What do you think? How do you approach the blank page?
M.C. Richards, poet, potter and teacher tells this story in her book “Centering”:
There are many marvelous stories of potters in ancient China. In one of them a noble is riding through town and he passes a potter at work. He admires the pots the man is making; their grace and a kind of rude strength in them. He dismounts from his horse and speaks with the potter. How are you able to form these vessels so that they possess such convincing beauty? “Oh, ” answers the potter, “you are looking at the mere outward shape. What I am forming lies within. I am only interested in what remains after the pot has been broken.”
With so many books and stories out there to choose from, have you ever found yourself wondering:
‘What should I be reading?’ or ‘Which books merit a place on my bookshelf?’
I love reading interviews with writers and my favourite response to that question has to be Kafka’s:
I think we ought to read only the kind of books that wound and stab us. If the book we are reading doesn’t wake us up with a blow on the head, what are we reading it for? …we need the books that affect us like a disaster, that grieve us deeply, like the death of someone we loved more than ourselves, like being banished into forests far from everyone, like a suicide. A book must be the axe for the frozen sea inside us. – Franz Kafka
I can think of many books that ‘woke’ me up. Books that affected me. Almost all of Alice Munro’s short stories for example move me deeply and Virginia Woolf’s way with words let’s the light in through the cracks in my head. Can you think of a book or a writer whose work has made you a better writer; a better reader; a better person?
I hoped to include a ‘bookish’ pic with this post but here’s what one of my favourite trails looked like yesterday.
Isn’t is magical?
By now you’re probably aware of how this author wrote a blog asking JK Rowling to stop writing because ”that book sucked the oxygen from the entire publishing and reading atmosphere”. Yesterday Mark Pryor’s open letter to JK Rowling ‘Please Don’t Stop Writing’ was published on Huffington Post. Both posts are required reading and here’s why:
1. No matter what you choose to do with your life you’re going to have your critics and your haters. When the rose bouquets arrive so do the thorns.
2. Decide early on why it is you do what you do and give it your all. JK Rowling did not sit down to write Harry Potter for the money but even if she did what’s wrong with earning money? Consider the question: Why do you write? Is it because you cannot imagine doing anything else? Is it for the money or the acclaim? I write because I breathe. I hope one day it will pay the bills. If I earn enough money from my scribbles to buy me a castle then YAY for me. I may even like JK Rowling, donate to various charities.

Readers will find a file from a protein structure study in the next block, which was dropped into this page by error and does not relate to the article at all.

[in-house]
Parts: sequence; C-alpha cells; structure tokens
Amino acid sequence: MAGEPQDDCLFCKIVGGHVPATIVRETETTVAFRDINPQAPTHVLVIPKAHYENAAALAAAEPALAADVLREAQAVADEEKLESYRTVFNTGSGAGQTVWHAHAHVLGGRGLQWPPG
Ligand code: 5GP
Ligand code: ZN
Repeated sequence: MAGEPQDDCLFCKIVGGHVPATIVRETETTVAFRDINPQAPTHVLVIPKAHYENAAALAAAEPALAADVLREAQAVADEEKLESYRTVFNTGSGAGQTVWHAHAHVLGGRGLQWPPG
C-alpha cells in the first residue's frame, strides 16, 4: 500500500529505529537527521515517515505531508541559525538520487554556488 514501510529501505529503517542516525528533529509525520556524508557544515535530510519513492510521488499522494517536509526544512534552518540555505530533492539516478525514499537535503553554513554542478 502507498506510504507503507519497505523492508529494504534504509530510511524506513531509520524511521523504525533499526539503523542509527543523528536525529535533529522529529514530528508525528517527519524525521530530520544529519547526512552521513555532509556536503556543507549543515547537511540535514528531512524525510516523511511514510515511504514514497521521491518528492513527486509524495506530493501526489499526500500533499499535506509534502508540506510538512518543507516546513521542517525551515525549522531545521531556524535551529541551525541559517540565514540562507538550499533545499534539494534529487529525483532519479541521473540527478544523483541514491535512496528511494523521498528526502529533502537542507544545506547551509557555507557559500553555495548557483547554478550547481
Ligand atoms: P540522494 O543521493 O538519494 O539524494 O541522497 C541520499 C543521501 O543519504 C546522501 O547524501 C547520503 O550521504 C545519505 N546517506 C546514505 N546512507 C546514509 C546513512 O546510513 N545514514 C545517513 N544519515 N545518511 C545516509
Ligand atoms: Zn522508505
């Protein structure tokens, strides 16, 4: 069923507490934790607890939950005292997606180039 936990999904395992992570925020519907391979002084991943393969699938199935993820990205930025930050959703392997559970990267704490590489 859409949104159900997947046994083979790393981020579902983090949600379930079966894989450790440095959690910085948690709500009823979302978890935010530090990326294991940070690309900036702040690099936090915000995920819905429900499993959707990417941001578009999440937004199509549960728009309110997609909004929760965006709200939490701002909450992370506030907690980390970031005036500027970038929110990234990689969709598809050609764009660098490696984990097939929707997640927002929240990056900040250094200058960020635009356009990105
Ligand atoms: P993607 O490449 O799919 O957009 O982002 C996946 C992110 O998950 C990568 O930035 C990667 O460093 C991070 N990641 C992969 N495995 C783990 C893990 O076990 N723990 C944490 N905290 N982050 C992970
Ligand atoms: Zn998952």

3. Don’t envy another’s success. Envy is the green and gooey by-product of fear. And what you fear is your own light. Consider the question: Are you afraid to shine? More often than not success comes when you finally realize that who you are is enough. If this is all coming across as too ‘New Agey’ then let me put it this way: engaging in fear-based thoughts is self-defeating as well as emotionally and intellectually depleting. Don’t waste energy.
4. There is more than enough to go around. There will be a day and a time for you and your vision just like there will always be room for one of your books. Don’t give up because you think the space has been filled or the seat taken. Eliminate from your mind the notion that someone else has already taken your best.
I do most of my writing at the kitchen table. It’s an oval, wooden table that one rainy afternoon, several moons ago, we salvaged from someone’s backyard. We knocked on the front door and a man answered. And we asked if it would be okay if we could give the table a new (and dry) home and when he nodded we dragged it up the lawn and into the truck. I’m not 100% sure we didn’t steal this table. English was not that man’s first language. So there is that chance, albeit small, that he thought we said we would take the table out of the rain for him. There is also the slight chance that he wasn’t the table’s owner but the plumber or a visiting cousin.
It’s a wonky table. One of those tables with a short leg. I keep trying to even it out and balance it with scraps of paper so it won’t wobble when we’re eating. I’ve sat at many wonky tables in restaurants and the like and they’re probably the second most annoying thing in the world. I’m not sure what would be the Foremost Most Annoying Thing but for me it would have to be undersized underwear. Like a bra. In the wrong size.
What do you find annoying? (this post not included)
I despise bras that flatten and spread your lady humps instead of enhancing them. For some reason I inevitably end up buying one of these ill-fitting garments every time I go underwear shopping, despite being in possession of all my measurements (but possibly not all my marbles). It’s got to the point where I carry a measuring tape with me. This has served me well in IKEA but not so much in the Ladies Underwear Section.
But I digress. I wanted to let you know that I share my writing space with a bowl of fruit and a heap of notebooks. And the table cooperates nicely while I’m writing but not so much when we all sit down for supper.